Singapore Airlines has grounded two Boeing 787-10 aircraft due to engine problems. Despite containing new Trent 1000 TEN engines, it is believed that they are already showing signs of wear. Singapore Airlines has eight 787s, with an average age of just 1.1 years.
This is not the first time that the Boeing 787-10 has been the centre of engine troubles. The Trent 1000 engine has been experiencing accelerated wear, leading to aircraft being grounded and costly repairs. The grounding of the plane has been particularly expensive for some carriers.
Today Singapore Airlines decided to ground one-quarter of their 787 fleet. The decision was made as the airline has found premature wear in the engines of two of its aircraft. While the damage was discovered during a routine inspection, a decision was taken to ground the plane out of caution.
Singapore Airlines told Bloomberg in a statement that is had identified a need to inspect a number of its Trent 1000 TEN engines following consultation with Rolls Royce. The remaining 787-10 aircraft that were examined were cleared for continued service. By tomorrow a Boeing 787-9 in the Scoot fleet will also have been inspected.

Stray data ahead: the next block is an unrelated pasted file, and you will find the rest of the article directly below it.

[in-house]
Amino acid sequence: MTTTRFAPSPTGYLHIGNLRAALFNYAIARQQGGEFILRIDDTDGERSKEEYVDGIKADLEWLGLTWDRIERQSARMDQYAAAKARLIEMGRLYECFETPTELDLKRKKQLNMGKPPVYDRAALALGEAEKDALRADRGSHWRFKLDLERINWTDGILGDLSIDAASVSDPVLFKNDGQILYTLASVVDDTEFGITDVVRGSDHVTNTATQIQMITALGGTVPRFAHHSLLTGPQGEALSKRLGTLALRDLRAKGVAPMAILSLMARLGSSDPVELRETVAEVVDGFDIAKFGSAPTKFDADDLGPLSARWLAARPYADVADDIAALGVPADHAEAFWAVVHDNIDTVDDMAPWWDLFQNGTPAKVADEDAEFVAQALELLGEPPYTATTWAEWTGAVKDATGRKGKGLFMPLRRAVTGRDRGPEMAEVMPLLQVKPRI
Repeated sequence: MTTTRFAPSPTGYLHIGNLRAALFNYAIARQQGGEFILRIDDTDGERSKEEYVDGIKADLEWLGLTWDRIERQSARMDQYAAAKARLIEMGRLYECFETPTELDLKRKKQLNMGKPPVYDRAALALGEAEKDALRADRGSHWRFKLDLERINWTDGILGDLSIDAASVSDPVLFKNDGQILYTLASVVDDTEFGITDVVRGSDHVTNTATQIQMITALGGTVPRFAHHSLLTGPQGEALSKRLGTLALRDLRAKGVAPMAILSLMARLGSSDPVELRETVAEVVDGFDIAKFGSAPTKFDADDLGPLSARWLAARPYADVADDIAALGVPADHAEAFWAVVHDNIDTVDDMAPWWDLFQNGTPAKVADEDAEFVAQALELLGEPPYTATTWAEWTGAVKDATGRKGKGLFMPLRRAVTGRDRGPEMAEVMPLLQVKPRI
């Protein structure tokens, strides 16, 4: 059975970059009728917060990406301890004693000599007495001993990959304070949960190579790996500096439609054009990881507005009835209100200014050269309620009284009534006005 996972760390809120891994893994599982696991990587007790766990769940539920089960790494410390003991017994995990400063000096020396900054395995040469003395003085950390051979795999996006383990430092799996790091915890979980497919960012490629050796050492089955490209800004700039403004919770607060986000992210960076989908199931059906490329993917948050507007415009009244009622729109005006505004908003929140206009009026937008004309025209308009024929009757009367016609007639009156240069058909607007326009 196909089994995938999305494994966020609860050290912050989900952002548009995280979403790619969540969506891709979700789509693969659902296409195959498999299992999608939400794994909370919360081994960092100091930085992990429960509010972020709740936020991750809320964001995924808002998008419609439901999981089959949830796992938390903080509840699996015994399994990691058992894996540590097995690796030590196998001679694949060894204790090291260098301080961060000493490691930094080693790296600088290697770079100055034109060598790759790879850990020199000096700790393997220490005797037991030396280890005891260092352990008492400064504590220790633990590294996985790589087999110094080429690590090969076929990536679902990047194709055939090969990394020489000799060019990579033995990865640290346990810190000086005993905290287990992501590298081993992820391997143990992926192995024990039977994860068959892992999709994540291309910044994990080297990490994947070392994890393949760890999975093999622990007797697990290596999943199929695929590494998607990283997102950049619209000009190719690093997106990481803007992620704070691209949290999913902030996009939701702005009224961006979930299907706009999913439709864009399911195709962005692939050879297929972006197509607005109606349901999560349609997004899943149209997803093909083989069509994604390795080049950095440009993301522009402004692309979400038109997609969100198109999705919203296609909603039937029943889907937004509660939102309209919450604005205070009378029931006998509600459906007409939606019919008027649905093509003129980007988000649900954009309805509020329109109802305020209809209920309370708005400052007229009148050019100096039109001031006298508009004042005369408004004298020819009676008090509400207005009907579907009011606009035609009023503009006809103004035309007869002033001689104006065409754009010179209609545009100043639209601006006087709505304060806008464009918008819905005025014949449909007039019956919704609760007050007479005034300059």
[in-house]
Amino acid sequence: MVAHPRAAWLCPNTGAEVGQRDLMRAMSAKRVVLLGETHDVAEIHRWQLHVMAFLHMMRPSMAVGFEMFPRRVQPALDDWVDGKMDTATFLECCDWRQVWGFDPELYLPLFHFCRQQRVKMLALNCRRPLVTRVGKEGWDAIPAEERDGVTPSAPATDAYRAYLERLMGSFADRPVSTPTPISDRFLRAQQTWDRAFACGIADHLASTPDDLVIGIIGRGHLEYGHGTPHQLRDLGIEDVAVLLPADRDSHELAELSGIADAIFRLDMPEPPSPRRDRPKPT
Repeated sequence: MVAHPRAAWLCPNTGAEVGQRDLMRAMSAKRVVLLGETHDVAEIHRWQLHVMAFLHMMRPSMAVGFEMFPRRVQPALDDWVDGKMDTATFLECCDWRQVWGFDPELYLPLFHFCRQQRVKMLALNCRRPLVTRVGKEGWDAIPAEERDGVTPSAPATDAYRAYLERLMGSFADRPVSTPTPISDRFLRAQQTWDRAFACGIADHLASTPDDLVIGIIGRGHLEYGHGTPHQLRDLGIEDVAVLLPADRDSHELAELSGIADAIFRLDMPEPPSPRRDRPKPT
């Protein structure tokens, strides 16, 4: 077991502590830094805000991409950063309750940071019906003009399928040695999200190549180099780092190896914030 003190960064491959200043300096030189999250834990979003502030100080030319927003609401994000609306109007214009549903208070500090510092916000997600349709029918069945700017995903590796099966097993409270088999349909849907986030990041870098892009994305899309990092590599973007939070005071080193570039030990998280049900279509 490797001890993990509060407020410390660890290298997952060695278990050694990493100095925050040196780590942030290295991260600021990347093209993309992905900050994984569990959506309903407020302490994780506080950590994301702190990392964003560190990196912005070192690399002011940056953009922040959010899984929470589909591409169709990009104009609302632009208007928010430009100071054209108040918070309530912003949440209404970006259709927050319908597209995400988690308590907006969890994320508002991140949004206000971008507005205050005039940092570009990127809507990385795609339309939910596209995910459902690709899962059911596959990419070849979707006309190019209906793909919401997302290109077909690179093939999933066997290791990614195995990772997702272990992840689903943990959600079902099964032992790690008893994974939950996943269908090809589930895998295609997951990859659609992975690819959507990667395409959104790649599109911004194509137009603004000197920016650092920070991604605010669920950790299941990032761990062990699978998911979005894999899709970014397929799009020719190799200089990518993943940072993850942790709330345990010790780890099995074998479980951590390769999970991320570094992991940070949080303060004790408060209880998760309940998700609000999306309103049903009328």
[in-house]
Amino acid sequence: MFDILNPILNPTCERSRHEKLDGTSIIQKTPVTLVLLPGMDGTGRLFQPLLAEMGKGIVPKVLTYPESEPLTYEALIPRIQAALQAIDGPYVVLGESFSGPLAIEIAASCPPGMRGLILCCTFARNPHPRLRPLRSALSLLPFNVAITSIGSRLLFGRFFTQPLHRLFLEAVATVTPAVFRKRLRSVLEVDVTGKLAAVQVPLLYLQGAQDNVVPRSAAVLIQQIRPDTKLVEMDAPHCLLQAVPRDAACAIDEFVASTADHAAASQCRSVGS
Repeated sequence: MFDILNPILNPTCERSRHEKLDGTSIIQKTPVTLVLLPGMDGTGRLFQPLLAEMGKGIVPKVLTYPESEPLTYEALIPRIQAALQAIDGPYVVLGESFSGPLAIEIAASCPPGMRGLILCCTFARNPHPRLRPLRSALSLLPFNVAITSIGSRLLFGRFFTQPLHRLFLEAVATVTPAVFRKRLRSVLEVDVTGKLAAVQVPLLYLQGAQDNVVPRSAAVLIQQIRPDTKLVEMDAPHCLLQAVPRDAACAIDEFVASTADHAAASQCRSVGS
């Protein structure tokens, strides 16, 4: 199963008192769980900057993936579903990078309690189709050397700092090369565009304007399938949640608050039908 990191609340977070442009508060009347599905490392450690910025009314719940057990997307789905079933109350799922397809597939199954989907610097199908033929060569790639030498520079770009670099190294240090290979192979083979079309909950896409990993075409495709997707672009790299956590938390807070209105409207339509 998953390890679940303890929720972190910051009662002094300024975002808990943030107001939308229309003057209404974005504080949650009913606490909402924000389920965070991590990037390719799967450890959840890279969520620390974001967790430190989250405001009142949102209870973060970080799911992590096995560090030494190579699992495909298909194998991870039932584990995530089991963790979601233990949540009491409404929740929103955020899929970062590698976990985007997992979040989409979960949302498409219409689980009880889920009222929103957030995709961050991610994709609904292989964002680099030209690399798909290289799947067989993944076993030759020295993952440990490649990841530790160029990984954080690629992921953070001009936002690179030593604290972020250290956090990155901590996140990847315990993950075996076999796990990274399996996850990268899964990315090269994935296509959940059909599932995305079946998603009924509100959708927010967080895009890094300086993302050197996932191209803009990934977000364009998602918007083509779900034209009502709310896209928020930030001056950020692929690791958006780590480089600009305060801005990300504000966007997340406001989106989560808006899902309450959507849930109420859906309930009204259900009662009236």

Singapore Airlines told Bloomberg that is is “working closely with Rolls-Royce and authorities for any additional actions and precautionary measures that may be required.”
Continuing trouble for Rolls Royce
This latest aircraft grounding is just another page in the Rolls Royce Trent 1000 engine saga. Aircraft from many carriers including, British Airways, Virgin Atlantic, and Norwegian have been grounded due to excessive wear.
Last year Norwegian was forced to lease HiFly’s A380 for New York flights which it could not serve with its 787s. Additionally, British Airways is currently still using Air Belgium’s A340 for flights between London and Newark in place of the 787. Virgin Atlantic also has a 787 grounded in London awaiting new engines.
End in sight?
Rolls Royce is currently working on a solution to the issues plaguing its Trent 1000 engines. The current fix being worked on includes redesigned fan blades. However, to enter service, these blades need to be tested and certified.
Back in February, Rolls Royce said that 35 Boeing 787s with the Trent 1000 engine were grounded. The company, however, hopes that this number will fall to 10 by the end of the year. While there is still no word on when the Trent 100 crisis will finally come to an end, both Rolls Royce and Airlines are hoping that it is sooner rather than later.
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